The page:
One of the odd things about chipping is that you can see golfers with their own “home-made” technique that do just fine, possibly even much better than average. We all know some of those guys. This treatise, however, is to try to break down some of the basic fundamentals that will help you become better on those short shots around the greens.

When the ball is off the putting surface, and you face a basic chip, think of it as a mini-swing or a long putt. You are trying to execute a rather relaxed back-and-through with only a little movement in the wrists…but there will always be some if you are relaxed. The essence of the chipping stroke, however, is a rotation of the shoulders. With that as our foundation, here is my take on the basics

  1. Your basic chipping posture is somewhere between your putting set up and that for a half-wedge. Knees should be flexed, and your upper body should be bent over from the hips so that your free-hanging left arm puts your left hand clear of your thigh. Your front foot should be pulled back from the line a little so that your hips and shoulders are slightly open to square to the intended line. Notice where your naturally hanging left-hand position is in relation to your body—I’m a believer that in the shorter golf shots you want the left hand to “cover” its address position as it comes back through the impact zone.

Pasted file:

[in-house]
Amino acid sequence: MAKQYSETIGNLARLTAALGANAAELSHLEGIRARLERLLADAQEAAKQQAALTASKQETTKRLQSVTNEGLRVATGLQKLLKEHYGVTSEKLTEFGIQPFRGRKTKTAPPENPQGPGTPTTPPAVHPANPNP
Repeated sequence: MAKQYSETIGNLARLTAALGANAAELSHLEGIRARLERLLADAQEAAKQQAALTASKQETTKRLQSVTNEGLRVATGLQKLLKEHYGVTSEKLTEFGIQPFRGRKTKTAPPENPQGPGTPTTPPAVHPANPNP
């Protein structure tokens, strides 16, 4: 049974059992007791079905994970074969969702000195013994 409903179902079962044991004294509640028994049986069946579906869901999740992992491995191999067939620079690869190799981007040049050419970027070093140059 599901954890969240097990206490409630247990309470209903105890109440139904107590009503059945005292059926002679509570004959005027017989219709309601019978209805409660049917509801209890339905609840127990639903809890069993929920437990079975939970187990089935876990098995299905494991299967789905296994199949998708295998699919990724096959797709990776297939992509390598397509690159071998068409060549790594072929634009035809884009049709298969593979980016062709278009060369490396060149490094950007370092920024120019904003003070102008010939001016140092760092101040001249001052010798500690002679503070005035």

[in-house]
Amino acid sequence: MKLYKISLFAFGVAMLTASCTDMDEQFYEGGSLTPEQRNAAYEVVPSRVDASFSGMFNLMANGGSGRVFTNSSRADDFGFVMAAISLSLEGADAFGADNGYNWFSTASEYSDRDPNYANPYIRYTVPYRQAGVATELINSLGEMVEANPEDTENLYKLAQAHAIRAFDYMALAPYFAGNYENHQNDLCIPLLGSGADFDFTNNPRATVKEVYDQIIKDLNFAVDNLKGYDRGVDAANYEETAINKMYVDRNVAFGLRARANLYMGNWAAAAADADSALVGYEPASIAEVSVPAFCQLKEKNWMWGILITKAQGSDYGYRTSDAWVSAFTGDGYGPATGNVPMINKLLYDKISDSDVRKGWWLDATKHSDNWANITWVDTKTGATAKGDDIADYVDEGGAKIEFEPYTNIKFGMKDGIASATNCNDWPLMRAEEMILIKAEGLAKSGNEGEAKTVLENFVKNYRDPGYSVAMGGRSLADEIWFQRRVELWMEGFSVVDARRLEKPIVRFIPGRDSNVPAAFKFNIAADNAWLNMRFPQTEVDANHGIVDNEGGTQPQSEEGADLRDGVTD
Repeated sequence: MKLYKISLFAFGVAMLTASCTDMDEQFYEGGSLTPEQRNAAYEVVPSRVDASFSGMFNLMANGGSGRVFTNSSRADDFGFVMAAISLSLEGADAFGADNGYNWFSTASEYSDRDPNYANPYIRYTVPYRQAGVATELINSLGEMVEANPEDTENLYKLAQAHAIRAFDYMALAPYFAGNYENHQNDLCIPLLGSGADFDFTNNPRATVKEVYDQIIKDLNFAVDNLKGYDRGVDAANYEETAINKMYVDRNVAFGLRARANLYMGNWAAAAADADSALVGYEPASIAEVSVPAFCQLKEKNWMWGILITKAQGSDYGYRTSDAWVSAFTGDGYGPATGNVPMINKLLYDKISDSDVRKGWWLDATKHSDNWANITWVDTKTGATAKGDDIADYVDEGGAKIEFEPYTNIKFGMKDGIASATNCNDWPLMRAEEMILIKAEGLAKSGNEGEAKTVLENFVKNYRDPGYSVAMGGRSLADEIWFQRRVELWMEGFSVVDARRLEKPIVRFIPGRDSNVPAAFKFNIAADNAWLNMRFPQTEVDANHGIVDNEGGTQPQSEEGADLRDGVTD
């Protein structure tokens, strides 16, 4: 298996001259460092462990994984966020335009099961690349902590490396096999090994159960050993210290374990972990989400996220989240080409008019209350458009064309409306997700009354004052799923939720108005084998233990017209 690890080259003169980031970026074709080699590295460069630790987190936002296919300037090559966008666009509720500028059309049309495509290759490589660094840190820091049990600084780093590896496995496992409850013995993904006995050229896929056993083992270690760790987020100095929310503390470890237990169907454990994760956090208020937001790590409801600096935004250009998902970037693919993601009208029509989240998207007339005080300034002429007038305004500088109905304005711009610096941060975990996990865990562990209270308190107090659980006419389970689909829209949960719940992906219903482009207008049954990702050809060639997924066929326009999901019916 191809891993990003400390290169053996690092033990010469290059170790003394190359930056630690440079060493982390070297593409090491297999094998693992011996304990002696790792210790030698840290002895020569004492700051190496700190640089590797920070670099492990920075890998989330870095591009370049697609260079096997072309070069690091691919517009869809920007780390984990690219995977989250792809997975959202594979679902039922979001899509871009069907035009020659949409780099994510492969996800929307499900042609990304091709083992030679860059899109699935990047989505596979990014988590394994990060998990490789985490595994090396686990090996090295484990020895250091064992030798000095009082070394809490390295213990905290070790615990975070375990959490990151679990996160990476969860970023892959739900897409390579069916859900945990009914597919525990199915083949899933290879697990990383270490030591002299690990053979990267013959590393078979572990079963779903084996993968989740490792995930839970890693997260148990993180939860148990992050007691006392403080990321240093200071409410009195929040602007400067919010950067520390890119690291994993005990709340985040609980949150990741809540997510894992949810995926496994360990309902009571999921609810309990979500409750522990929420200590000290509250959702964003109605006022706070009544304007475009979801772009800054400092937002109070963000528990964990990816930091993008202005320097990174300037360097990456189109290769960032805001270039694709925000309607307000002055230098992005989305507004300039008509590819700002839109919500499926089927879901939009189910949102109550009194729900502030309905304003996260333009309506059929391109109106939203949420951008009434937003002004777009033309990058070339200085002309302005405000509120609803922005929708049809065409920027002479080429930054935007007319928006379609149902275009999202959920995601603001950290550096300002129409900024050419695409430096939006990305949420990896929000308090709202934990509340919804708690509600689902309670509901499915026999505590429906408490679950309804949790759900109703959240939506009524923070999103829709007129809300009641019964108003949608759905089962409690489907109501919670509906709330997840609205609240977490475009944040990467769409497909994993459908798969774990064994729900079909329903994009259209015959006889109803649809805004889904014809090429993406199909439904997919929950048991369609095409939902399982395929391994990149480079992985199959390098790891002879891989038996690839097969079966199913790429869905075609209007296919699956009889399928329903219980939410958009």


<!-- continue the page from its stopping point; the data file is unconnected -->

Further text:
2. Set up with the ball at or just back of the center of your stance. Pay attention to this, as you will find that the open stance might visually throw you off here. Use your naturally hanging left hand as your guide. Gripping the club there, the shaft should have a slight backward angle so that your hands are just forward of the ball. The most common error I see in chipping setups is that golfers have a severe backward angle of the shaft, which de-lofts the club too much for good chipping. But having the ball too far forward will cause you to “flip” the clubhead at the ball, usually resulting in very thin contact, or chunking the club behind the ball.